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12 September 2017

Why does the science and technology committee have no women – and a climate sceptic?

With three members left to announce, it's an all-male affair.

By Jason Murugesu

Earlier today, the members of the new Commons Science and Technology Committee were announced. Of the eight members revealed so far, seven are white and none are women. 

Norman Lamb, the newly elected Chair of the Commitee, later tweeted that three members were yet to be selected and that it was “imperative that we have women on the commitee”. Lamb later retweeted someone sympathetic to the abuse he was receiving, saying: “In fairness to @normanlamb he has no control over the committee composition. The parties nominate their members.” (That being the case, though, Lamb cannot guarantee that any of the three vacant spots will go to women.)

In addition to the lack of women currently on the commitee, there is a distinct lack of a scientific backgrounds among the members as well. Only the Labour MPs Darren Jones and Graham Stringer, a Eurosceptic, have a background in science. (Jones has a degree in human biosciences and Stringer used to be an analytical chemist.)

However, Graham Stringer is also a vocal climate change sceptic, once arguing in Parliament that “much of the Government’s policy is based on the belief that climate science at present is settled, and it is not, because nobody knows the answers to those questions”. Stringer was one of two MPs who voted against the conclusion made of the Intergovernmental Panel on Climate Change that there was “no reason to doubt the credibility of the science”.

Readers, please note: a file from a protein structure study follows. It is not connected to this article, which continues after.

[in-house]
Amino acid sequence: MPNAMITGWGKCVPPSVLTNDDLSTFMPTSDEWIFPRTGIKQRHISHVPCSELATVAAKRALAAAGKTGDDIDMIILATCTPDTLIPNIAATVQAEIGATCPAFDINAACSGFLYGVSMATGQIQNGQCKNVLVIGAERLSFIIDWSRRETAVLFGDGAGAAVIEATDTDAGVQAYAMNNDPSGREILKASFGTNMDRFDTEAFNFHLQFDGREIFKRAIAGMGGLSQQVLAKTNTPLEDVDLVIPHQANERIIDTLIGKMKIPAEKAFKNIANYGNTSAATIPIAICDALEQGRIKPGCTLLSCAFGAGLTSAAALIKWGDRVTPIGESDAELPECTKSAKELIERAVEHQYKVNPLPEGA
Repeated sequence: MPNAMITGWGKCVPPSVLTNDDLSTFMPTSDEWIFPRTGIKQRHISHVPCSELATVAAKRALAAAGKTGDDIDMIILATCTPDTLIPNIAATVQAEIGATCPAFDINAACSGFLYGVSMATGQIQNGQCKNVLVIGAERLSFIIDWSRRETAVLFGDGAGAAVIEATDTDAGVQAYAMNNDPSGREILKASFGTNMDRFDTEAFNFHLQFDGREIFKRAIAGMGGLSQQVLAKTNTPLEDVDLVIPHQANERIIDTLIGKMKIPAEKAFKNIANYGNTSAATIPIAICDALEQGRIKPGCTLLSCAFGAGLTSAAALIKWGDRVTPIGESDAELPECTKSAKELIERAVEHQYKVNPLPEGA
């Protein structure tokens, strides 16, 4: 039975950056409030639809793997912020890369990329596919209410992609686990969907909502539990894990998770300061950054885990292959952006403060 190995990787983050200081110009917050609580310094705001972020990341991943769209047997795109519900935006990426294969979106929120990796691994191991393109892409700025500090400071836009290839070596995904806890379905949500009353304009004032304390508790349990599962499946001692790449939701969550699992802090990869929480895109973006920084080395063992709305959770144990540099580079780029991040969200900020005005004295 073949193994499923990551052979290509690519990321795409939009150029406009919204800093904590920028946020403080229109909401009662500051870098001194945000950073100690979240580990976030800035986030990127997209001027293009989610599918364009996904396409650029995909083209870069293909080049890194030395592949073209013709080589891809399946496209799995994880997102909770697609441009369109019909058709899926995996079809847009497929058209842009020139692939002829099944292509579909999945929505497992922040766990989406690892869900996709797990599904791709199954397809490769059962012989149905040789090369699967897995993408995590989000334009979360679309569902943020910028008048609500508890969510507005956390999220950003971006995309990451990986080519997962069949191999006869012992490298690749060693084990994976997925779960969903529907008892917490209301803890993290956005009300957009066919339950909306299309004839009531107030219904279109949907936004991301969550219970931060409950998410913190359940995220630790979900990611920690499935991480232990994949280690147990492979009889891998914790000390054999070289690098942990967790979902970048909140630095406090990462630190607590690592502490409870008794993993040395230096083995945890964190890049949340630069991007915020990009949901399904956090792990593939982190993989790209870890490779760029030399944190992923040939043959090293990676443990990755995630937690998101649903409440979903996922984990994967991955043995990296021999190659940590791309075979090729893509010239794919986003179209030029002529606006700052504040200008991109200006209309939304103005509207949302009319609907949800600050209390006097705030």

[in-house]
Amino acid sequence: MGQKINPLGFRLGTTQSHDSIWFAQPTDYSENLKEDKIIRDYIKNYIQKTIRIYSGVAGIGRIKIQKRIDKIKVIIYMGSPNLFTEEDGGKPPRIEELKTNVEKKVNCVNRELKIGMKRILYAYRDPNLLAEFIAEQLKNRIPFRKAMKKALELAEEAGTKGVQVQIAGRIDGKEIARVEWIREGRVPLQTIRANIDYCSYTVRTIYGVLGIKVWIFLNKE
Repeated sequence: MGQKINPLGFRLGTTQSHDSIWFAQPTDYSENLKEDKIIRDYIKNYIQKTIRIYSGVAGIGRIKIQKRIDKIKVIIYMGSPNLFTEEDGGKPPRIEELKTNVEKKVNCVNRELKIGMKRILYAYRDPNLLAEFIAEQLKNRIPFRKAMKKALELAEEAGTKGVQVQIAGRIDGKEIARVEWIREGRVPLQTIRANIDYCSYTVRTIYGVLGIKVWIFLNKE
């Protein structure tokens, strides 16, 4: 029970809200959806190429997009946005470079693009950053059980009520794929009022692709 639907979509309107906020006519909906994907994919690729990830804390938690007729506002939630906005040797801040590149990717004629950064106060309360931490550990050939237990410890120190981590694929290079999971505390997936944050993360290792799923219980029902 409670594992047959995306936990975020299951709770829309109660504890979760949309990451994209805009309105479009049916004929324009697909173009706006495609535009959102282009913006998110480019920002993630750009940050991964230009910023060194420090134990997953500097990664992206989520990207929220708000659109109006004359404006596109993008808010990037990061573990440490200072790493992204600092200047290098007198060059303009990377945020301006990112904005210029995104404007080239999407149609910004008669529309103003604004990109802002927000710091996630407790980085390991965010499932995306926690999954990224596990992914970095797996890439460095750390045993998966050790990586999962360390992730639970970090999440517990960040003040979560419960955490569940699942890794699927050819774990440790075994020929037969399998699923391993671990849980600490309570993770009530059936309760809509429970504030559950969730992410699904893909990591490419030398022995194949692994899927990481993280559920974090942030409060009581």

He is also one of two MPs on the board of trustees of Lord Lawson’s Global Warming Policy Foundation, GWPF. The foundation’s tagline is “common sense on climate change”. Lawson, its chair, was recently caught misrepresenting studies on climate change on the BBC and has rightly been criticised for it. Others who are a part of GWPF include Labour peer Lord Donoughue, who has compared climate change activism to “virtue signalling”

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According to the Campaign for Science and Engineering, there are currently 103 members of parliament who have some form of science background. (Newly elected MP Neil O’Brien’s role as “advisor on the Northern Powerhouse” counts.) Only two of them are represented in the eight-strong Commitee

The Science and Technology Commitee ought to be a strong voice in favour of evidence-based policy. That is if the Government listen to their advice: the previous Committee’s recommendations to hire a Chief Scientific Advisor for Brexit went ignored.

This article was amended on 13 September 2017 to make it clear that Labour MP Darren Jones also has a science background.